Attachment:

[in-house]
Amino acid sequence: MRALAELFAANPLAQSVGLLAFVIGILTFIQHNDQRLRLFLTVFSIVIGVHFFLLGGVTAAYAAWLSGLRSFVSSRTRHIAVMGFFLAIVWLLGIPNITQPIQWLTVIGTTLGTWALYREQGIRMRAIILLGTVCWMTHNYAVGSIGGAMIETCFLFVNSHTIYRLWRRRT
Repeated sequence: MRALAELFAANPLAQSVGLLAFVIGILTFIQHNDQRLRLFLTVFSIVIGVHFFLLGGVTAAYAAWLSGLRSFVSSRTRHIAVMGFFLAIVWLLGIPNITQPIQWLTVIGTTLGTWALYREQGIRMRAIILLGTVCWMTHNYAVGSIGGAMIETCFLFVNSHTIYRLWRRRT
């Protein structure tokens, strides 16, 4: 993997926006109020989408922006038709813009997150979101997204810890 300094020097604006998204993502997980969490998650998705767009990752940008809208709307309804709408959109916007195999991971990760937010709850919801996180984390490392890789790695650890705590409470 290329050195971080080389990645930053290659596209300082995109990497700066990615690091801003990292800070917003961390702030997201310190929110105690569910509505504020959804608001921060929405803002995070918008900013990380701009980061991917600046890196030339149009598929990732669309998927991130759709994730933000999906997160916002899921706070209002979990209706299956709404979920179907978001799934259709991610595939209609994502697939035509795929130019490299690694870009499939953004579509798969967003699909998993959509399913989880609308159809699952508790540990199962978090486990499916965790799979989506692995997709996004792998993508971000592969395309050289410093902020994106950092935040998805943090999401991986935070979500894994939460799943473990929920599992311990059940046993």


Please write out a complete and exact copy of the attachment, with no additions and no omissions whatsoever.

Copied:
[in-house]
Amino acid sequence: MRALAELFAANPLAQSVGLLAFVIGILTFIQHNDQRLRLFLTVFSIVIGVHFFLLGGVTAAYAAWLSGLRSFVSSRTRHIAVMGFFLAIVWLLGIPNITQPIQWLTVIGTTLGTWALYREQGIRMRAIILLGTVCWMTHNYAVGSIGGAMIETCFLFVNSHTIYRLWRRRT
Repeated sequence: MRALAELFAANPLAQSVGLLAFVIGILTFIQHNDQRLRLFLTVFSIVIGVHFFLLGGVTAAYAAWLSGLRSFVSSRTRHIAVMGFFLAIVWLLGIPNITQPIQWLTVIGTTLGTWALYREQGIRMRAIILLGTVCWMTHNYAVGSIGGAMIETCFLFVNSHTIYRLWRRRT
């Protein structure tokens, strides 16, 4: 993997926006109020989408922006038709813009997150979101997204810890 300094020097604006998204993502997980969490998650998705767009990752940008809208709307309804709408959109916007195999991971990760937010709850919801996180984390490392890789790695650890705590409470 290329050195971080080389990645930053290659596209300082995109990497700066990615690091801003990292800070917003961390702030997201310190929110105690569910509505504020959804608001921060929405803002995070918008900013990380701009980061991917600046890196030339149009598929990732669309998927991130759709994730933000999906997160916002899921706070209002979990209706299956709404979920179907978001799934259709991610595939209609994502697939035509795929130019490299690694870009499939953004579509798969967003699909998993959509399913989880609308159809699952508790540990199962978090486990499916965790799979989506692995997709996004792998993508971000592969395309050289410093902020994106950092935040998805943090999401991986935070979500894994939460799943473990929920599992311990059940046993």